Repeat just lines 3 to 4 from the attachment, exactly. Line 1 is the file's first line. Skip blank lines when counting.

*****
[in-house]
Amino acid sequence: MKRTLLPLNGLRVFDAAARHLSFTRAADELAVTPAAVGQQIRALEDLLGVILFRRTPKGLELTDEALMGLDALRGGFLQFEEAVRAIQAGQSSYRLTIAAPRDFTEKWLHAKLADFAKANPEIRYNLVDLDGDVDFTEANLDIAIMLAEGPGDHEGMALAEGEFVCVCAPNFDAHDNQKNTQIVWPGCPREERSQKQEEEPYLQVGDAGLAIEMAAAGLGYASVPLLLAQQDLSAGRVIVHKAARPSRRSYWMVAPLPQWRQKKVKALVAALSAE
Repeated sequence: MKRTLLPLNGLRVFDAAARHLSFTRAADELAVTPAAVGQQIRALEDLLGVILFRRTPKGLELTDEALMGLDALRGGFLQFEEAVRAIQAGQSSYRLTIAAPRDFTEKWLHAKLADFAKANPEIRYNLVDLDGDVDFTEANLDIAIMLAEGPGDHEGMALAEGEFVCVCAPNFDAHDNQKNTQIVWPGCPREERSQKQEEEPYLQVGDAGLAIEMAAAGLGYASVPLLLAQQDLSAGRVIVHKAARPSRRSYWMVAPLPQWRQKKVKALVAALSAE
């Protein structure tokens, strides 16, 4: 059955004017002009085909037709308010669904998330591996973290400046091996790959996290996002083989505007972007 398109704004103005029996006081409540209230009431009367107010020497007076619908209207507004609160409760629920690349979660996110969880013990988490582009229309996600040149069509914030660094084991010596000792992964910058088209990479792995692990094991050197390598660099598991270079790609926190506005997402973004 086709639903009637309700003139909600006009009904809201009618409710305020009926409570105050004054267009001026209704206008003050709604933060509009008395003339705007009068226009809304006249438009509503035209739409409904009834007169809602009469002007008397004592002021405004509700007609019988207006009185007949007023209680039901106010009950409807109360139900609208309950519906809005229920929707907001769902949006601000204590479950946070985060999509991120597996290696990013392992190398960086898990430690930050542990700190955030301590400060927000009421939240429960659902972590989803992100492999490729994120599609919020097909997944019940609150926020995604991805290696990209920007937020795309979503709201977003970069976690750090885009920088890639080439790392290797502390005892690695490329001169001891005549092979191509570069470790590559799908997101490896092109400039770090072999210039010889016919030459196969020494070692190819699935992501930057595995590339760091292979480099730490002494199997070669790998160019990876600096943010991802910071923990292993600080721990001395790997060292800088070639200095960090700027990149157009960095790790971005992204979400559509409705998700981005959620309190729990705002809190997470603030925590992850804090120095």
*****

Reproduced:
Repeated sequence: MKRTLLPLNGLRVFDAAARHLSFTRAADELAVTPAAVGQQIRALEDLLGVILFRRTPKGLELTDEALMGLDALRGGFLQFEEAVRAIQAGQSSYRLTIAAPRDFTEKWLHAKLADFAKANPEIRYNLVDLDGDVDFTEANLDIAIMLAEGPGDHEGMALAEGEFVCVCAPNFDAHDNQKNTQIVWPGCPREERSQKQEEEPYLQVGDAGLAIEMAAAGLGYASVPLLLAQQDLSAGRVIVHKAARPSRRSYWMVAPLPQWRQKKVKALVAALSAE
């Protein structure tokens, strides 16, 4: 059955004017002009085909037709308010669904998330591996973290400046091996790959996290996002083989505007972007 398109704004103005029996006081409540209230009431009367107010020497007076619908209207507004609160409760629920690349979660996110969880013990988490582009229309996600040149069509914030660094084991010596000792992964910058088209990479792995692990094991050197390598660099598991270079790609926190506005997402973004 086709639903009637309700003139909600006009009904809201009618409710305020009926409570105050004054267009001026209704206008003050709604933060509009008395003339705007009068226009809304006249438009509503035209739409409904009834007169809602009469002007008397004592002021405004509700007609019988207006009185007949007023209680039901106010009950409807109360139900609208309950519906809005229920929707907001769902949006601000204590479950946070985060999509991120597996290696990013392992190398960086898990430690930050542990700190955030301590400060927000009421939240429960659902972590989803992100492999490729994120599609919020097909997944019940609150926020995604991805290696990209920007937020795309979503709201977003970069976690750090885009920088890639080439790392290797502390005892690695490329001169001891005549092979191509570069470790590559799908997101490896092109400039770090072999210039010889016919030459196969020494070692190819699935992501930057595995590339760091292979480099730490002494199997070669790998160019990876600096943010991802910071923990292993600080721990001395790997060292800088070639200095960090700027990149157009960095790790971005992204979400559509409705998700981005959620309190729990705002809190997470603030925590992850804090120095």